In the English-language, it is generally believed that “Southeast Asia” was coined in a 1847 book by the earlier mentioned J.R Logan but didn’t became an accepted term until a century later when, during the Second World War, Louis Mountbatten formed the “South-East Asia Command” (though, this never included the Philippines nor islands east of Sumatra.) German-speakers, however, have used “Sudostasien” since the beginning of the twentieth century.

Ultimately, as the scholar Donald K. Emmerson writes in his 1984 essay “’Southeast Asia’: What’s in a Name?” the concept of Southeast Asia was shaped largely by politics. The scope of the Southeast Asia Treaty Organization (SEATO), created in 1954, was rather broad; it included Pakistan, likely as an anti-India gesture that spoke a great deal about the anti-Communist intentions and the Anglo-American tinkering behind the scenes. It was only after two other failed regional institutions created by non-communist Southeast Asian states that ASEAN was founded in 1967.

Importantly, it must be remembered today when ASEAN is said to have no say in national sovereignty that when the bloc was formed it was stringently anti-communist. In fact, anti-communism seemed to be the only concept that bonded the countries at the time.

“‘Southeast Asia’ turned out to be an aggregate of nations – individually distinct and collectively a battleground in, first, the Pacific War, then the Cold War, including two Indochina Wars, and finally, in Cambodia, a Sino-Soviet ‘proxy war’,” wrote Emmerson in his earlier mentioned essay. (Interesting, too, is that in 1984 Emmerson wrote that “sometime in the twenty-first century” Southeast Asia might be divided between the “Soviet Far East” and the “American Far West”. Given the fall of the Soviet Union but rise of China, it is now not uncommon to hear people speaking of “China’s Southeast Asia” and “America’s Southeast Asia”.)

Today, newly-independent Timor-Leste is considered, by most, part of Southeast Asia, though it has still not been admitted into ASEAN (a considerable shame since Timor-Leste is frequently ranked as the most democratic and free of all Southeast Asian nations, and could provide a good lesson for its neighbors). And though Southeast Asia’s geographical scope remains much more fixed today than it was decades ago, it still continues to crop up as an issue periodically, as demonstrated by Philippine President Rodrigo Duterte’s suggestion that Turkey and Mongolia wanted to join ASEAN.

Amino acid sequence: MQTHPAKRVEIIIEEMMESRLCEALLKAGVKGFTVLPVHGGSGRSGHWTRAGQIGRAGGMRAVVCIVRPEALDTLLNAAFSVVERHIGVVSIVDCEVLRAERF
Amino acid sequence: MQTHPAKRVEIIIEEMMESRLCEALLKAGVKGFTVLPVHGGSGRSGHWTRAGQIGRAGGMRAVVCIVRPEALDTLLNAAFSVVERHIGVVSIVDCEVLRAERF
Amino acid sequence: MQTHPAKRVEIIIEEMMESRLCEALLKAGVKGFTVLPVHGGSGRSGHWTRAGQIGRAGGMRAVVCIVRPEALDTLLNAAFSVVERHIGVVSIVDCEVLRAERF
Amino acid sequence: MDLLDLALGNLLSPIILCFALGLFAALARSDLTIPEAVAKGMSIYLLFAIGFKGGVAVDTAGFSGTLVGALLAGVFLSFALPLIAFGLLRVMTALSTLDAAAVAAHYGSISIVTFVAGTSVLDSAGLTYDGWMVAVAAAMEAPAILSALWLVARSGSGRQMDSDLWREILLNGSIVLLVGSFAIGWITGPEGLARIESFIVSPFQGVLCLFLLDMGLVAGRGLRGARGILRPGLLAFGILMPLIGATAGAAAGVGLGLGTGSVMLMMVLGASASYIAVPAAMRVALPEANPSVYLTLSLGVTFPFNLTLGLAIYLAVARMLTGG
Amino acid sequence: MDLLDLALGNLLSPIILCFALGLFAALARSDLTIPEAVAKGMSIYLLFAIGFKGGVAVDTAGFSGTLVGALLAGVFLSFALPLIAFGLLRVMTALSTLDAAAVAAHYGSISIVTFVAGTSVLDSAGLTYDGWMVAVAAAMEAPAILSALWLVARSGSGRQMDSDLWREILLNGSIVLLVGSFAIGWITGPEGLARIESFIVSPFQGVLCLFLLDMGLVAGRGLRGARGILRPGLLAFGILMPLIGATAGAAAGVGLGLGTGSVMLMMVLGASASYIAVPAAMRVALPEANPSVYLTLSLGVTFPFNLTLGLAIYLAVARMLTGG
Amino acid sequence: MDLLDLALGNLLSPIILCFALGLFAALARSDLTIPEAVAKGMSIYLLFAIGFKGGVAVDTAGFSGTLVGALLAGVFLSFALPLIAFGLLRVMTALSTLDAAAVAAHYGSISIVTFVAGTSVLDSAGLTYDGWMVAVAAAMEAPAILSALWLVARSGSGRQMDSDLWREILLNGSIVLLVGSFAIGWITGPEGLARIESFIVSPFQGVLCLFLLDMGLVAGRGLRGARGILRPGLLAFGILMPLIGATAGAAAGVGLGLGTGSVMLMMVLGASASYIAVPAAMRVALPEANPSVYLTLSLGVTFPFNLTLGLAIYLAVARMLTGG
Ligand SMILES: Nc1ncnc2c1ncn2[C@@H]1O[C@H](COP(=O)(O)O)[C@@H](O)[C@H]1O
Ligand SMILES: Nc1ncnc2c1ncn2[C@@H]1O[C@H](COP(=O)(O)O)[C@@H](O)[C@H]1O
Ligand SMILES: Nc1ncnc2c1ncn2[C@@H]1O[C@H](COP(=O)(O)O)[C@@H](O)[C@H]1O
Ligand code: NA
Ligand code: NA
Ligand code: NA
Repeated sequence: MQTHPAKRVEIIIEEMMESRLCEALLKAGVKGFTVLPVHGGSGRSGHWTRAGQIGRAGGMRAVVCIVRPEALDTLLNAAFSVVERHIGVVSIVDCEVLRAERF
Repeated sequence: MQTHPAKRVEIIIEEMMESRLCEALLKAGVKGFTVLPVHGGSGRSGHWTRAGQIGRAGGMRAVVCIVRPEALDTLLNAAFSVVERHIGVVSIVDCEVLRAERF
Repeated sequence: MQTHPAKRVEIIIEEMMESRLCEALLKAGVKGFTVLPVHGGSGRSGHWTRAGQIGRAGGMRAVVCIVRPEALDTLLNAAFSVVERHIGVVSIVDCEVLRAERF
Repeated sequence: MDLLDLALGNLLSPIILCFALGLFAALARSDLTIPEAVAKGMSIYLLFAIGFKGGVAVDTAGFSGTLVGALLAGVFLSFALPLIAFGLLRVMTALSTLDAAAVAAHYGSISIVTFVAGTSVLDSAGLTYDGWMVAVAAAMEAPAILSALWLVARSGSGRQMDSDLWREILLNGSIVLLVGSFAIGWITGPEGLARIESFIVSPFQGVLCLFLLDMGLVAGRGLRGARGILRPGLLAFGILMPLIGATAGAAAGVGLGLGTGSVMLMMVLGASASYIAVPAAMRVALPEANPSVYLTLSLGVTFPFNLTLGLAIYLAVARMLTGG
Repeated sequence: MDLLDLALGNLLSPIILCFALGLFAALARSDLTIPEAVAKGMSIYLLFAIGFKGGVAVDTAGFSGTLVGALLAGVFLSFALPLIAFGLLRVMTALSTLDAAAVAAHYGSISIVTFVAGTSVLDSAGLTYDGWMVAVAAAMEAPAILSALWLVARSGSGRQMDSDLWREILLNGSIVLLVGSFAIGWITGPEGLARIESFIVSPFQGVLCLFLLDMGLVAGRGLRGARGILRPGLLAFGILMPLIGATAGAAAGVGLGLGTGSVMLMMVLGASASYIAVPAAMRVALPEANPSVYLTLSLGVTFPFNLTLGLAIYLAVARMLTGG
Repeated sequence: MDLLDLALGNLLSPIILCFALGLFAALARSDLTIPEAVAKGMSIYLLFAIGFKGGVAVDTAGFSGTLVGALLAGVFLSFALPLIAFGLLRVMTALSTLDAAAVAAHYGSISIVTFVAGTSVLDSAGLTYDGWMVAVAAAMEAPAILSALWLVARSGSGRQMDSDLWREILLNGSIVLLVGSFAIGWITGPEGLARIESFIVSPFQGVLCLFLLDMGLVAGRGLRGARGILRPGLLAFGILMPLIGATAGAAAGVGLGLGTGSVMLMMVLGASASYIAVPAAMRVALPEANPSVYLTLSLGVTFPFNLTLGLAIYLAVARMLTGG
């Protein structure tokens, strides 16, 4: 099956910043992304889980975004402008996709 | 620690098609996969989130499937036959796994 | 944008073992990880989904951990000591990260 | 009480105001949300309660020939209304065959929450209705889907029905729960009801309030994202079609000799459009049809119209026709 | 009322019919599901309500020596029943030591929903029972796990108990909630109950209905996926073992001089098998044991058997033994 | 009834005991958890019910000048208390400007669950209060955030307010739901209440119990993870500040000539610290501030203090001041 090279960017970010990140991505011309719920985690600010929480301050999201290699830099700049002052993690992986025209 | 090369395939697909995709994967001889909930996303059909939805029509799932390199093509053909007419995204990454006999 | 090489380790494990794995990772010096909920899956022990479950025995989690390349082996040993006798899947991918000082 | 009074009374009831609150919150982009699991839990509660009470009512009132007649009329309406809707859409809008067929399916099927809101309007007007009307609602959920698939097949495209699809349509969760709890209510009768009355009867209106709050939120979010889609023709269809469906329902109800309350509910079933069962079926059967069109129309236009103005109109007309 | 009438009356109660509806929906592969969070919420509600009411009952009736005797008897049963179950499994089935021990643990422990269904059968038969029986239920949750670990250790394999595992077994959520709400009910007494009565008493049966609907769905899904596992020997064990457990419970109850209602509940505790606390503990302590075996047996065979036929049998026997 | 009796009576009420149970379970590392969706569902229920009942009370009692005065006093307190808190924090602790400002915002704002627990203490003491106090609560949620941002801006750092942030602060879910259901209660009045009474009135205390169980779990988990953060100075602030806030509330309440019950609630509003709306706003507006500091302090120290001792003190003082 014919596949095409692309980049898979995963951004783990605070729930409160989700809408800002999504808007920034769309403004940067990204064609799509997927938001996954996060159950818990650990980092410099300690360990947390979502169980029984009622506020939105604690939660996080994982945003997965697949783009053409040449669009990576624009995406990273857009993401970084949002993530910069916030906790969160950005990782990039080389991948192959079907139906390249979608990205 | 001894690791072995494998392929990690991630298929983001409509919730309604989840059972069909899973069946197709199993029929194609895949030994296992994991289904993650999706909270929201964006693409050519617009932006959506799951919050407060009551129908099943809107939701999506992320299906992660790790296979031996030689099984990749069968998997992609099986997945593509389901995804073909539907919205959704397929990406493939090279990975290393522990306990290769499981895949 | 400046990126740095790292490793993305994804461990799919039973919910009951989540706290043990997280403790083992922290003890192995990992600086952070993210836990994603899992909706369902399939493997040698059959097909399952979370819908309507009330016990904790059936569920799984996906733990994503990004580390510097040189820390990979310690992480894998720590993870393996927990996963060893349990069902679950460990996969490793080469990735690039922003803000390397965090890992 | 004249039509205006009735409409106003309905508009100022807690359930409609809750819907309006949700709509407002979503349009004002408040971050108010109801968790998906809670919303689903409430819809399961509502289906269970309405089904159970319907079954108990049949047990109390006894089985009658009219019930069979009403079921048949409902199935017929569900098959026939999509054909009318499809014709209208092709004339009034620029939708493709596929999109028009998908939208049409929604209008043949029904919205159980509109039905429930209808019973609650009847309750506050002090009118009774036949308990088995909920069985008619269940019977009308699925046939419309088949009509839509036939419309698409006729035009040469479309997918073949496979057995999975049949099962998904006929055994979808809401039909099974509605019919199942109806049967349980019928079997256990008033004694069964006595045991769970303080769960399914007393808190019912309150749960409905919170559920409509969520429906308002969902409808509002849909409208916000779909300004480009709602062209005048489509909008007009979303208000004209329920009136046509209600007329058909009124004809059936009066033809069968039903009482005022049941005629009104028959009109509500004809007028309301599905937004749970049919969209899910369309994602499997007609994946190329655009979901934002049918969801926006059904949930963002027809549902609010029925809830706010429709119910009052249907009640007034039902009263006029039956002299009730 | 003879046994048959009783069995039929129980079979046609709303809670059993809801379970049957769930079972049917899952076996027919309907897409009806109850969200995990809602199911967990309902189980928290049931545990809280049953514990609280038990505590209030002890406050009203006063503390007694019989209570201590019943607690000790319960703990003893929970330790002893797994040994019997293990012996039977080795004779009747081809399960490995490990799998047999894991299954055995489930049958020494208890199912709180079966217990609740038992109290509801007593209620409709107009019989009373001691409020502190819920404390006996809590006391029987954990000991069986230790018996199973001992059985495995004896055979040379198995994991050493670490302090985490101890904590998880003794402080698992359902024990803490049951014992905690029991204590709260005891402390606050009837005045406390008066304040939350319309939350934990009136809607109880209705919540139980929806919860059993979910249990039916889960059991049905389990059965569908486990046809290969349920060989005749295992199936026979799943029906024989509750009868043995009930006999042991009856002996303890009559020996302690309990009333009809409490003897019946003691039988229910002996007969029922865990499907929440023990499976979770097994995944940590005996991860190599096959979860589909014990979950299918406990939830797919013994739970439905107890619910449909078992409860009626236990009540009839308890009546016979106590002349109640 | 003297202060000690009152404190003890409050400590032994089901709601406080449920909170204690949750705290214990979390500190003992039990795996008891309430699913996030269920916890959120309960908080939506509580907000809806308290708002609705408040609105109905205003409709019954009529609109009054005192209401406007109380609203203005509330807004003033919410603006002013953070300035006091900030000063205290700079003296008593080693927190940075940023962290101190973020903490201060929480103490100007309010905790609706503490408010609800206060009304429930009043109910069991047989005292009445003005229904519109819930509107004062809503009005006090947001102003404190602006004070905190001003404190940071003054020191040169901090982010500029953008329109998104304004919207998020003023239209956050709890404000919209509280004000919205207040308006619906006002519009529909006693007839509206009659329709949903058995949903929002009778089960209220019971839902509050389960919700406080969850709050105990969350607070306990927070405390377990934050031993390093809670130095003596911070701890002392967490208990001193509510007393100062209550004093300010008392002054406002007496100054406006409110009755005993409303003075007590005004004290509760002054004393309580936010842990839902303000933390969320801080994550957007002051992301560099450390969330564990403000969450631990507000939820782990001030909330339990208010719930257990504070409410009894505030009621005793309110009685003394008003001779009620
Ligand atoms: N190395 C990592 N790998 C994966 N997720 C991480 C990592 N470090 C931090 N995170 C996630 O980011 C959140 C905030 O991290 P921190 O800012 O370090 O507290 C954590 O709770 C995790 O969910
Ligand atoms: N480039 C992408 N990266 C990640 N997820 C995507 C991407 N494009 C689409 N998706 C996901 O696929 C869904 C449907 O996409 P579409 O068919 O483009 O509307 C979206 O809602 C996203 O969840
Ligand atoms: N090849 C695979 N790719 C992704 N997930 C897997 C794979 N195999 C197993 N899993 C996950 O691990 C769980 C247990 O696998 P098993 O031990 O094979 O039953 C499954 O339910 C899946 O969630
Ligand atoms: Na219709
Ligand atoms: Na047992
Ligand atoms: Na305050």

The changing notion of a regional identity is not necessarily an obstacle to building a strong sociocultural community. What ASEAN truly lacks is a unifying message of some sort. The European Union, for example, had its founding myth in the Second World War and the call for a “United States of Europe” to forestall conflict.

Southeast Asia, however, has no such founding myth today, even if it was initially founded by non-communist countries in the midst of the Cold War. The anti-communist focus of the early years was lost when it admitted Vietnam and Laos. And building intra-regional identity is hampered by the relative ineffectuality of ASEAN itself.

This is important. Since the nations lack a historical moment or myth that can unite them, a regional spirit must be created. “Aseanization is pervasive, even if Southeast Asianization is not. From this perspective, the institutional framework of ASEAN is made to define Southeast Asian identity,” Aguilar Jr. argues. Yet, while he is being too kind by the word “pervasive,” it is clear that of there is to be a Southeast Asian identity, ASEAN itself has to foster it.

Education is key, experts say. Yet, while some countries have made ASEAN studies part of school curriculum (albeit not a very important part), most favor teaching of their own histories, often with overt nationalistic tones.

“The relative youth of nations in the region means that their governments and intellectuals assign great significance to the teaching of their respective national histories, which because of the propaganda value of education often rely on tendentious accounts of the past,” Aguilar Jr. wrote.

“Relative to the teaching of national history, the teaching of Southeast Asian history often takes a back seat in schools in the region,” he added.

Arguably one of the greatest sources of intra-regional fidelity is the Southeast Asian Games, a sporting event that takes place every two years. But then again, that too has little to do with ASEAN itself.